Taylor landed a lovely right hook in the second, as the challenger was growing frustrated of being hit and not being able to land shots of her own as she nursed a swelling underneath her right eye.
Persoon, to her credit though, came out firing in the third as she landed with decent stuff of her own, but by now both of her eyes were swollen, not helped by a clash of heads during the round.
The 35-year-old simply doesn’t stop coming though and although a lot of her shots were falling short, her effort couldn’t be faulted and she cranked up the pressure on the Irishwoman going into the second half of the contest.
Taylor herself developed a heavy swelling on her forehead as she found herself in another war of attrition, having to rely on counter attacks to ward off the relentless Persoon.
Taylor stuck to her boxing in the eighth, but was caught by a big right hand to force her to trade once again as she looked like she was beginning to tire.
Persoon sensed the chance to become the new champion and the final round saw Persoon march forward, whilst Taylor let her hands go, landing with a cracking right that Persoon took well, and the pair traded leather to the final bell in what was an absorbing contest.
Victor Laughlin scored a way too wide 98-93, while Mark Lyson and John Latham scored 96-94 to ensure the WBC, WBA, IBF and WBO titles remain in Bray.
Chris Kongo became the new WBO Global Welterweight champion, as he stopped an exhausted Luther Clay in nine rounds.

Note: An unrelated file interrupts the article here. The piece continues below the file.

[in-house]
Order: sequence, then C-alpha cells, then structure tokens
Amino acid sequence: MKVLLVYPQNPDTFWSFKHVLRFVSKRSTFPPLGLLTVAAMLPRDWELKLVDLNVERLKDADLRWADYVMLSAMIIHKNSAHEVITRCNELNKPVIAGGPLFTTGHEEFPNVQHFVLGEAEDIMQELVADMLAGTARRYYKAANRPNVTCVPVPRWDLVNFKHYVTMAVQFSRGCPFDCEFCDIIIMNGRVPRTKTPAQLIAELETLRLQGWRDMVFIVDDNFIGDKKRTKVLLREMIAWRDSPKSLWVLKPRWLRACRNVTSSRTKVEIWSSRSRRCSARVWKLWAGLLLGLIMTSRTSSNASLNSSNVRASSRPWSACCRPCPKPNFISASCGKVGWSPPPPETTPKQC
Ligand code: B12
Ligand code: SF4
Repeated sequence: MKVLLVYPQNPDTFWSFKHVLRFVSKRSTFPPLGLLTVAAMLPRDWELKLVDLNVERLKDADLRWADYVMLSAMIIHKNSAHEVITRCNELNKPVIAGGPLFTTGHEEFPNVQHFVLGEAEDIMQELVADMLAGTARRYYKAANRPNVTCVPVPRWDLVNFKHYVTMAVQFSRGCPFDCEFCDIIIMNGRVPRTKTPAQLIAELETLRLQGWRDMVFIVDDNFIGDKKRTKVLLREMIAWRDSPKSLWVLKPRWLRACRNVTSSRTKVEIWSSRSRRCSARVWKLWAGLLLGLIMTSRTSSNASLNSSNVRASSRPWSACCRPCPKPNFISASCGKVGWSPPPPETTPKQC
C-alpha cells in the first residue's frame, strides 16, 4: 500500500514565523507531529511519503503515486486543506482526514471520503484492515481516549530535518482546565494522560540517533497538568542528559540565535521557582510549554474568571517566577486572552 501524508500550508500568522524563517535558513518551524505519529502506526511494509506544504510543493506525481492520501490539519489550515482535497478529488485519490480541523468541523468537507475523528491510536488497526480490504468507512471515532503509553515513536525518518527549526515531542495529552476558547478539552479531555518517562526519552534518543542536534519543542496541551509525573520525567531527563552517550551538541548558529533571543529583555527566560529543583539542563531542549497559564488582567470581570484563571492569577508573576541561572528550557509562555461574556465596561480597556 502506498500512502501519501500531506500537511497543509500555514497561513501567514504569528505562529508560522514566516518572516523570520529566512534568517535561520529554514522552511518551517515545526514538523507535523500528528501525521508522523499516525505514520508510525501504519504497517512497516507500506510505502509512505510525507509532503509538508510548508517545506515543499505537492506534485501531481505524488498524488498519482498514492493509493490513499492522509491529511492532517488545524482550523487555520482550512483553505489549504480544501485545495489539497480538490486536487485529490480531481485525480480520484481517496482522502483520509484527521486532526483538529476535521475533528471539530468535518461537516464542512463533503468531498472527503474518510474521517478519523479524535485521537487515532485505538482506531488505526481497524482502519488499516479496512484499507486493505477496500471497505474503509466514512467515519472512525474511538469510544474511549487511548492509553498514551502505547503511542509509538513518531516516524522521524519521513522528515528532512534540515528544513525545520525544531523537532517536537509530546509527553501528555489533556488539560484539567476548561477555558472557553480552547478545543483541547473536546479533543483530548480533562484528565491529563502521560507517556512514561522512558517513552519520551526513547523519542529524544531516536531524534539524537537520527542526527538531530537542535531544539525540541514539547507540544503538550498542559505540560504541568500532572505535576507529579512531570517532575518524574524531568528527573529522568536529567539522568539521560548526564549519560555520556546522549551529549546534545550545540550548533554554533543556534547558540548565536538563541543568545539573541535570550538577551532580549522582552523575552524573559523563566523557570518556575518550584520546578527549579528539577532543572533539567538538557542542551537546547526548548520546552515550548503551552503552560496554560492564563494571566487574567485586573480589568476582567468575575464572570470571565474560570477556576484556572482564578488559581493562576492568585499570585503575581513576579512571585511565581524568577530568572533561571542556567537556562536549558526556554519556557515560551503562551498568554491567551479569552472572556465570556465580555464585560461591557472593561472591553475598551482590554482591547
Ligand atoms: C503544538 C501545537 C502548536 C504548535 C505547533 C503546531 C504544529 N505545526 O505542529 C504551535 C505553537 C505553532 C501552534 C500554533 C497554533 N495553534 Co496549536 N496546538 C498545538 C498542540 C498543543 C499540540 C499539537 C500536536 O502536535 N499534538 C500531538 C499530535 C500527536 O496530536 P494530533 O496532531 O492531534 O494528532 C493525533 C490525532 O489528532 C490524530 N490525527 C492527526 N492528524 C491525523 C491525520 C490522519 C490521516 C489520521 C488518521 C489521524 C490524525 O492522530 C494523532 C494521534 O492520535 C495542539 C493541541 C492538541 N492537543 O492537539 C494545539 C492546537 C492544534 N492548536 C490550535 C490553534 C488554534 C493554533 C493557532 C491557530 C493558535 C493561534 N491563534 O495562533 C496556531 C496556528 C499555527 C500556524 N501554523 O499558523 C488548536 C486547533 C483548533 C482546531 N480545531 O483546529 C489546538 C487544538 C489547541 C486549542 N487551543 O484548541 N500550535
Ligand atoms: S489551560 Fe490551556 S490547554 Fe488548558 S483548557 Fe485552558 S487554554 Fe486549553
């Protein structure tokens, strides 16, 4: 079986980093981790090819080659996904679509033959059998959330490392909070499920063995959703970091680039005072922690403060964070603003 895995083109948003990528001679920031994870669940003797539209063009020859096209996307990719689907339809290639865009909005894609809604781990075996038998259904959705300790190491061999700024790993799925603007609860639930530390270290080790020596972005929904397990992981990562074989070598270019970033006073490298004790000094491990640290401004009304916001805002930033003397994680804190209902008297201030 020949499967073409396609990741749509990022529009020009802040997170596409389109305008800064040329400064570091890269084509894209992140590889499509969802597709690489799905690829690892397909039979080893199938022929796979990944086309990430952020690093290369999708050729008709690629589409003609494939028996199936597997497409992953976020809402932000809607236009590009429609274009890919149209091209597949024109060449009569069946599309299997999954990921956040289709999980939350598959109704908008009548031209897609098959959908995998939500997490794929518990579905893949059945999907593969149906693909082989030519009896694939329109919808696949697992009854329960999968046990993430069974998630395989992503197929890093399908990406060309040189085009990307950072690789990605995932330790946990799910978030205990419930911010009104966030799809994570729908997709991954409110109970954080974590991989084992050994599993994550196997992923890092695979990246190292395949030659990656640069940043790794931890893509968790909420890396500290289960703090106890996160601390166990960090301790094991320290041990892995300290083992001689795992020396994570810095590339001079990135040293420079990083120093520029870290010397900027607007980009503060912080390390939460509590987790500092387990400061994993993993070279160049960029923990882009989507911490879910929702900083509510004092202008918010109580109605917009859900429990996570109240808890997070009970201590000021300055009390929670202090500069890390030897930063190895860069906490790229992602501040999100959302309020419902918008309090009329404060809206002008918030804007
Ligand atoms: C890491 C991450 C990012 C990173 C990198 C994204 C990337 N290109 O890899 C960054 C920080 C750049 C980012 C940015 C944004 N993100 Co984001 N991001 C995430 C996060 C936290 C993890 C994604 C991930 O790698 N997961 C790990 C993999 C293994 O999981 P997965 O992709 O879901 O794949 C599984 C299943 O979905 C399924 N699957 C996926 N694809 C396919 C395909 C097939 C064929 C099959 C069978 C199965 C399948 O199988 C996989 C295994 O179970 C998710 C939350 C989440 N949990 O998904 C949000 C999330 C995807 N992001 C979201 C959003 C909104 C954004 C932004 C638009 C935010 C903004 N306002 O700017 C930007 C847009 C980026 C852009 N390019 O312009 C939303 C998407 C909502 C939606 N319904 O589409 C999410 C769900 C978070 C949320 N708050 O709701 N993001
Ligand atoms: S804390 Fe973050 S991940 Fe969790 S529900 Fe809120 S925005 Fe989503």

After a technical first four sessions, the fight exploded into life, as Kongo (12-0, 7 KOs) made a real breakthrough by hurting Clay (13-2, 5 KOs) with a right hand to the top of the head in the fifth.
Kongo unloaded on the ropes, but couldn’t force the stoppage.
The chess match continued until the ninth, when the Bermondsey man poured the pressure on a fast fading Clay and a left hook finally dropped the Berkshire-based South African, whose corner threw the towel in during referee Victor Laughlin’s count.
Heavyweight Alen Babic took inside two rounds to stop Shawndell Winters as he moved to 4-0 (4 KOs).
Winters (13-4, 12 KOs) was down hard in the opener by a big left that left him slumped on the second rope.
The Chicago native groggily made the count and survived the round, but the writing was firmly on the wall as the Croatian walked through all Winters had to offer.
An accumulation of heavy punches with 30 seconds to go in the second crumpled an exhausted Winters to the canvas and referee John Latham dispensed with the count halfway through to hand Babic the win.
Opening proceedings in Brentwood was Zak Chelli, and the Fulham man’s high output of punches was not enough for him to pound out a points win over Jack Cullen, as a three way split draw verdict was returned in their Super Middleweight ten rounder.
Chelli (18-2-1, 9 KOs) was moving down in weight since his English title eliminator loss to Kody Davies last time out, while Cullen was moving up after his Commonwealth Middleweight title loss to Felix Cash in a thriller last November.
Both men wore the scars of battle, but Cullen tired down the stretch, allowing Chelli (7-1-1, 3 KOs) to use his strength and movement to win rounds that looked to be enough to secure him victory.
Scores of 97-93 for Chelli and 96-95 to Cullen were trumped by Ian-John Lewis’ 95-95 verdict as the pair couldn’t be separated.